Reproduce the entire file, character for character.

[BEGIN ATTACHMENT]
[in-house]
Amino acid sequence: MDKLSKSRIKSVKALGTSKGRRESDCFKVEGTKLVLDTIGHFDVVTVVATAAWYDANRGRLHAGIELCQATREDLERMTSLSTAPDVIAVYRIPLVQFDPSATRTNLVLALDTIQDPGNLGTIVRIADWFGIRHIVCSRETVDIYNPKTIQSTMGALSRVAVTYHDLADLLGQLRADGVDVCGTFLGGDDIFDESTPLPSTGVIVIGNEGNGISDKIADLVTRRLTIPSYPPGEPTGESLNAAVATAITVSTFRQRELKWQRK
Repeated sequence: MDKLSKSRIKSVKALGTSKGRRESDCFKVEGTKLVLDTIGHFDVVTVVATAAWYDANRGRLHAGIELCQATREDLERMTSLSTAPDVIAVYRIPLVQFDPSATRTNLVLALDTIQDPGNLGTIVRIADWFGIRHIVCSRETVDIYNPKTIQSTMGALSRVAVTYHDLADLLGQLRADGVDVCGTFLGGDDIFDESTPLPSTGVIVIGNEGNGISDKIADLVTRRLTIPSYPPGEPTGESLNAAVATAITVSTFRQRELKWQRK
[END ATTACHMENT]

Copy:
[in-house]
Amino acid sequence: MDKLSKSRIKSVKALGTSKGRRESDCFKVEGTKLVLDTIGHFDVVTVVATAAWYDANRGRLHAGIELCQATREDLERMTSLSTAPDVIAVYRIPLVQFDPSATRTNLVLALDTIQDPGNLGTIVRIADWFGIRHIVCSRETVDIYNPKTIQSTMGALSRVAVTYHDLADLLGQLRADGVDVCGTFLGGDDIFDESTPLPSTGVIVIGNEGNGISDKIADLVTRRLTIPSYPPGEPTGESLNAAVATAITVSTFRQRELKWQRK
Repeated sequence: MDKLSKSRIKSVKALGTSKGRRESDCFKVEGTKLVLDTIGHFDVVTVVATAAWYDANRGRLHAGIELCQATREDLERMTSLSTAPDVIAVYRIPLVQFDPSATRTNLVLALDTIQDPGNLGTIVRIADWFGIRHIVCSRETVDIYNPKTIQSTMGALSRVAVTYHDLADLLGQLRADGVDVCGTFLGGDDIFDESTPLPSTGVIVIGNEGNGISDKIADLVTRRLTIPSYPPGEPTGESLNAAVATAITVSTFRQRELKWQRK